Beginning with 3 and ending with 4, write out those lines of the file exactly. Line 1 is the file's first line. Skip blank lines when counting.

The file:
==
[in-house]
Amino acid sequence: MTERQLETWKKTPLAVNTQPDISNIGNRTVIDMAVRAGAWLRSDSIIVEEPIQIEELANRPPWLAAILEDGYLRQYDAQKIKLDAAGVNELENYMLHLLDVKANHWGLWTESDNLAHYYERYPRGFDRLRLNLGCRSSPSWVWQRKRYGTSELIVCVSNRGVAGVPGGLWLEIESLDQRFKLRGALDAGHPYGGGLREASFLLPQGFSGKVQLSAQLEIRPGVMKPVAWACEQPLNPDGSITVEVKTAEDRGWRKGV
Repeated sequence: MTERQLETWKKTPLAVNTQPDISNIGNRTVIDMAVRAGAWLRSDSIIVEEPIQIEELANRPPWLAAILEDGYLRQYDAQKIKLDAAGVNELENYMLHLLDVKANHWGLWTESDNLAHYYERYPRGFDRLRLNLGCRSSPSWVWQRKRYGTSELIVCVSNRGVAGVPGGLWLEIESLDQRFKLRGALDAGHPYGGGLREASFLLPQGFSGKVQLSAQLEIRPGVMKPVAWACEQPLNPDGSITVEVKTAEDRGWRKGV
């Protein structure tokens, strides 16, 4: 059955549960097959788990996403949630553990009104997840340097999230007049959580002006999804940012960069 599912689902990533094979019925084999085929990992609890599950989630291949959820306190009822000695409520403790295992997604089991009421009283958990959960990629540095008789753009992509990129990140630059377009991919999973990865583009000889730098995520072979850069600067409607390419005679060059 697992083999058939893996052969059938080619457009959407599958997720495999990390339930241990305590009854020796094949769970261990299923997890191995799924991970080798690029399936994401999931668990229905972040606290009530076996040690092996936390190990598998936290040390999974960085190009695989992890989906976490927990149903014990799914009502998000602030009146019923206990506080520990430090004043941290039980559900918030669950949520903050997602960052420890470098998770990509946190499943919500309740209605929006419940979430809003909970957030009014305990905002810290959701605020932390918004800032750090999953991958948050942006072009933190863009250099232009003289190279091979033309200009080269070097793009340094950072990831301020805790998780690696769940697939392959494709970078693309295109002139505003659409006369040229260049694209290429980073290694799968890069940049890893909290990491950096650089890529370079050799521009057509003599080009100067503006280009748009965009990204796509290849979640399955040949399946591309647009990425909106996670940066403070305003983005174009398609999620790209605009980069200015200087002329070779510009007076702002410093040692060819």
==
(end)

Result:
Repeated sequence: MTERQLETWKKTPLAVNTQPDISNIGNRTVIDMAVRAGAWLRSDSIIVEEPIQIEELANRPPWLAAILEDGYLRQYDAQKIKLDAAGVNELENYMLHLLDVKANHWGLWTESDNLAHYYERYPRGFDRLRLNLGCRSSPSWVWQRKRYGTSELIVCVSNRGVAGVPGGLWLEIESLDQRFKLRGALDAGHPYGGGLREASFLLPQGFSGKVQLSAQLEIRPGVMKPVAWACEQPLNPDGSITVEVKTAEDRGWRKGV
């Protein structure tokens, strides 16, 4: 059955549960097959788990996403949630553990009104997840340097999230007049959580002006999804940012960069 599912689902990533094979019925084999085929990992609890599950989630291949959820306190009822000695409520403790295992997604089991009421009283958990959960990629540095008789753009992509990129990140630059377009991919999973990865583009000889730098995520072979850069600067409607390419005679060059 697992083999058939893996052969059938080619457009959407599958997720495999990390339930241990305590009854020796094949769970261990299923997890191995799924991970080798690029399936994401999931668990229905972040606290009530076996040690092996936390190990598998936290040390999974960085190009695989992890989906976490927990149903014990799914009502998000602030009146019923206990506080520990430090004043941290039980559900918030669950949520903050997602960052420890470098998770990509946190499943919500309740209605929006419940979430809003909970957030009014305990905002810290959701605020932390918004800032750090999953991958948050942006072009933190863009250099232009003289190279091979033309200009080269070097793009340094950072990831301020805790998780690696769940697939392959494709970078693309295109002139505003659409006369040229260049694209290429980073290694799968890069940049890893909290990491950096650089890529370079050799521009057509003599080009100067503006280009748009965009990204796509290849979640399955040949399946591309647009990425909106996670940066403070305003983005174009398609999620790209605009980069200015200087002329070779510009007076702002410093040692060819």